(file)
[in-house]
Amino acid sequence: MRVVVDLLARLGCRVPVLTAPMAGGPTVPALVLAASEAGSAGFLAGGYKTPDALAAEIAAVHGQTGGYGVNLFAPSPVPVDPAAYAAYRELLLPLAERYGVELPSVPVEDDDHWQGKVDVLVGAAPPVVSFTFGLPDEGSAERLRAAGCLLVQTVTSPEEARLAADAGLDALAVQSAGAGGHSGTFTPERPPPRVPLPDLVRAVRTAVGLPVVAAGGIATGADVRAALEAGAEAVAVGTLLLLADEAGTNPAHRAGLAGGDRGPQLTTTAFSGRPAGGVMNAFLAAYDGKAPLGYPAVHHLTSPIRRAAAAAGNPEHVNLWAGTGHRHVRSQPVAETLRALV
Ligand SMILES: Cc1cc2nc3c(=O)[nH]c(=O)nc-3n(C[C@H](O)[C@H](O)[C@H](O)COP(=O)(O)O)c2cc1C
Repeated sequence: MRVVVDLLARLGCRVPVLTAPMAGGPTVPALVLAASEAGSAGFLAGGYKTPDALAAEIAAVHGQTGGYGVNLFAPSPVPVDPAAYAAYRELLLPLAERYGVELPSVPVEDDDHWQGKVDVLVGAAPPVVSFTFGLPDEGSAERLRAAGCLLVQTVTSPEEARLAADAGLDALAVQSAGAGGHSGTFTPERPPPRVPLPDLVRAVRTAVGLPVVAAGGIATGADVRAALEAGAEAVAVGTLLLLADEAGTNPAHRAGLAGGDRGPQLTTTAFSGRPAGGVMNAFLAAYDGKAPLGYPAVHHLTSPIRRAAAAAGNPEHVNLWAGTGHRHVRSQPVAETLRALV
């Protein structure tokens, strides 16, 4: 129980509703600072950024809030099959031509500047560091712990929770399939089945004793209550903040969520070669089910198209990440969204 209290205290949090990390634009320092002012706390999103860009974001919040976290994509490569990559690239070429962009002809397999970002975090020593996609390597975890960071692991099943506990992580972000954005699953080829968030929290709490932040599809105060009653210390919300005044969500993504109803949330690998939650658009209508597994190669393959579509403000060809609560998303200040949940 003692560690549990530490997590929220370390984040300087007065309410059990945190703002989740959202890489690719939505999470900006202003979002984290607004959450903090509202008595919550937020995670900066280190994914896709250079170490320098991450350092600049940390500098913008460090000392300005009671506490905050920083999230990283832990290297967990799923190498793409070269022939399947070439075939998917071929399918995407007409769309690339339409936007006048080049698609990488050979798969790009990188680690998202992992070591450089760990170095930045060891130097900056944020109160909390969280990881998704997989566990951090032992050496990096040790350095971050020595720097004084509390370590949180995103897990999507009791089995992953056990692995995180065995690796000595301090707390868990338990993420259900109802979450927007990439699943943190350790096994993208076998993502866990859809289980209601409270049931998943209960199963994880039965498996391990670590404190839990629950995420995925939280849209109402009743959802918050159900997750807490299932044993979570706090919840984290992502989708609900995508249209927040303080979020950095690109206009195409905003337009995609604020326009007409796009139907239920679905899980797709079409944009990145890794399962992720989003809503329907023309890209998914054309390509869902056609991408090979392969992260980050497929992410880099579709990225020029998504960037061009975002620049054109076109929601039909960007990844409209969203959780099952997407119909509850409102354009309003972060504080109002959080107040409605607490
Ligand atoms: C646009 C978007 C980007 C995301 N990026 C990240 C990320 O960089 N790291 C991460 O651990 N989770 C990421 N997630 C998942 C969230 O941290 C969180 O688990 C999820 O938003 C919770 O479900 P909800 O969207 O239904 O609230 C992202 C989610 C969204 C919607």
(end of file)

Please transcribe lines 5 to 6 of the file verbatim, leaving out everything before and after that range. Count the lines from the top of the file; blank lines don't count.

């Protein structure tokens, strides 16, 4: 129980509703600072950024809030099959031509500047560091712990929770399939089945004793209550903040969520070669089910198209990440969204 209290205290949090990390634009320092002012706390999103860009974001919040976290994509490569990559690239070429962009002809397999970002975090020593996609390597975890960071692991099943506990992580972000954005699953080829968030929290709490932040599809105060009653210390919300005044969500993504109803949330690998939650658009209508597994190669393959579509403000060809609560998303200040949940 003692560690549990530490997590929220370390984040300087007065309410059990945190703002989740959202890489690719939505999470900006202003979002984290607004959450903090509202008595919550937020995670900066280190994914896709250079170490320098991450350092600049940390500098913008460090000392300005009671506490905050920083999230990283832990290297967990799923190498793409070269022939399947070439075939998917071929399918995407007409769309690339339409936007006048080049698609990488050979798969790009990188680690998202992992070591450089760990170095930045060891130097900056944020109160909390969280990881998704997989566990951090032992050496990096040790350095971050020595720097004084509390370590949180995103897990999507009791089995992953056990692995995180065995690796000595301090707390868990338990993420259900109802979450927007990439699943943190350790096994993208076998993502866990859809289980209601409270049931998943209960199963994880039965498996391990670590404190839990629950995420995925939280849209109402009743959802918050159900997750807490299932044993979570706090919840984290992502989708609900995508249209927040303080979020950095690109206009195409905003337009995609604020326009007409796009139907239920679905899980797709079409944009990145890794399962992720989003809503329907023309890209998914054309390509869902056609991408090979392969992260980050497929992410880099579709990225020029998504960037061009975002620049054109076109929601039909960007990844409209969203959780099952997407119909509850409102354009309003972060504080109002959080107040409605607490
Ligand atoms: C646009 C978007 C980007 C995301 N990026 C990240 C990320 O960089 N790291 C991460 O651990 N989770 C990421 N997630 C998942 C969230 O941290 C969180 O688990 C999820 O938003 C919770 O479900 P909800 O969207 O239904 O609230 C992202 C989610 C969204 C919607």